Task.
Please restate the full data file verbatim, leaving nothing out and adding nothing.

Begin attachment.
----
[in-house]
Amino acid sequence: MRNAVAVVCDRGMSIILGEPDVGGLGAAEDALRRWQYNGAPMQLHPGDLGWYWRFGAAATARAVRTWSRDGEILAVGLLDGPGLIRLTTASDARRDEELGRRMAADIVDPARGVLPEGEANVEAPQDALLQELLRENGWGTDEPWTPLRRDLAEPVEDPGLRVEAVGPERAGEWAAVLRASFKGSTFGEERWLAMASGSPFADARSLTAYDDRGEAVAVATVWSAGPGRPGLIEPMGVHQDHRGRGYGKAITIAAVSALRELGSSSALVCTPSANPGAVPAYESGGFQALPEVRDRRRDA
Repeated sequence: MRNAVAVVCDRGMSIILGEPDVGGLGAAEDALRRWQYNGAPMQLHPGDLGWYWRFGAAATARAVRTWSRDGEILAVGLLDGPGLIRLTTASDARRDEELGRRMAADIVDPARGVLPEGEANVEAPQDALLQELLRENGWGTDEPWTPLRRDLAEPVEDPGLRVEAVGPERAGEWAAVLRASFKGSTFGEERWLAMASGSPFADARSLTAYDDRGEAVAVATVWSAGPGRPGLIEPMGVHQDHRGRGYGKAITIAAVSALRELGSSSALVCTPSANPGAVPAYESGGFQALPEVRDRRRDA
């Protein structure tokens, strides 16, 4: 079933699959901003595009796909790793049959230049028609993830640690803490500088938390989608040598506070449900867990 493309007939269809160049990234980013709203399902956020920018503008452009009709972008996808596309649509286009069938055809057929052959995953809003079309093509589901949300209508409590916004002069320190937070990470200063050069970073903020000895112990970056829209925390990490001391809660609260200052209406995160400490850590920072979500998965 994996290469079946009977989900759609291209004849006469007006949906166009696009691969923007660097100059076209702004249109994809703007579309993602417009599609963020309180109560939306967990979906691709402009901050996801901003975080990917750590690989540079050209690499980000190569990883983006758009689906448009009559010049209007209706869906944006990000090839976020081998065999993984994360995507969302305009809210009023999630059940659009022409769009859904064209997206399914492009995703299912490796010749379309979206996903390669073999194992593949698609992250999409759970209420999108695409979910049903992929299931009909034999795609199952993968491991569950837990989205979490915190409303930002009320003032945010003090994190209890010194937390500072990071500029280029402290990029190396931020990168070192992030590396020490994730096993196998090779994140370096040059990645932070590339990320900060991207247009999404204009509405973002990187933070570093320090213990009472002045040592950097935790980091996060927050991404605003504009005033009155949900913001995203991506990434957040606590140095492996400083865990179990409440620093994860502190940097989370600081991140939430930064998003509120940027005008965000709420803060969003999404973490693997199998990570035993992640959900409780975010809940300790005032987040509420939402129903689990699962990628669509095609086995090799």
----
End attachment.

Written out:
[in-house]
Amino acid sequence: MRNAVAVVCDRGMSIILGEPDVGGLGAAEDALRRWQYNGAPMQLHPGDLGWYWRFGAAATARAVRTWSRDGEILAVGLLDGPGLIRLTTASDARRDEELGRRMAADIVDPARGVLPEGEANVEAPQDALLQELLRENGWGTDEPWTPLRRDLAEPVEDPGLRVEAVGPERAGEWAAVLRASFKGSTFGEERWLAMASGSPFADARSLTAYDDRGEAVAVATVWSAGPGRPGLIEPMGVHQDHRGRGYGKAITIAAVSALRELGSSSALVCTPSANPGAVPAYESGGFQALPEVRDRRRDA
Repeated sequence: MRNAVAVVCDRGMSIILGEPDVGGLGAAEDALRRWQYNGAPMQLHPGDLGWYWRFGAAATARAVRTWSRDGEILAVGLLDGPGLIRLTTASDARRDEELGRRMAADIVDPARGVLPEGEANVEAPQDALLQELLRENGWGTDEPWTPLRRDLAEPVEDPGLRVEAVGPERAGEWAAVLRASFKGSTFGEERWLAMASGSPFADARSLTAYDDRGEAVAVATVWSAGPGRPGLIEPMGVHQDHRGRGYGKAITIAAVSALRELGSSSALVCTPSANPGAVPAYESGGFQALPEVRDRRRDA
């Protein structure tokens, strides 16, 4: 079933699959901003595009796909790793049959230049028609993830640690803490500088938390989608040598506070449900867990 493309007939269809160049990234980013709203399902956020920018503008452009009709972008996808596309649509286009069938055809057929052959995953809003079309093509589901949300209508409590916004002069320190937070990470200063050069970073903020000895112990970056829209925390990490001391809660609260200052209406995160400490850590920072979500998965 994996290469079946009977989900759609291209004849006469007006949906166009696009691969923007660097100059076209702004249109994809703007579309993602417009599609963020309180109560939306967990979906691709402009901050996801901003975080990917750590690989540079050209690499980000190569990883983006758009689906448009009559010049209007209706869906944006990000090839976020081998065999993984994360995507969302305009809210009023999630059940659009022409769009859904064209997206399914492009995703299912490796010749379309979206996903390669073999194992593949698609992250999409759970209420999108695409979910049903992929299931009909034999795609199952993968491991569950837990989205979490915190409303930002009320003032945010003090994190209890010194937390500072990071500029280029402290990029190396931020990168070192992030590396020490994730096993196998090779994140370096040059990645932070590339990320900060991207247009999404204009509405973002990187933070570093320090213990009472002045040592950097935790980091996060927050991404605003504009005033009155949900913001995203991506990434957040606590140095492996400083865990179990409440620093994860502190940097989370600081991140939430930064998003509120940027005008965000709420803060969003999404973490693997199998990570035993992640959900409780975010809940300790005032987040509420939402129903689990699962990628669509095609086995090799």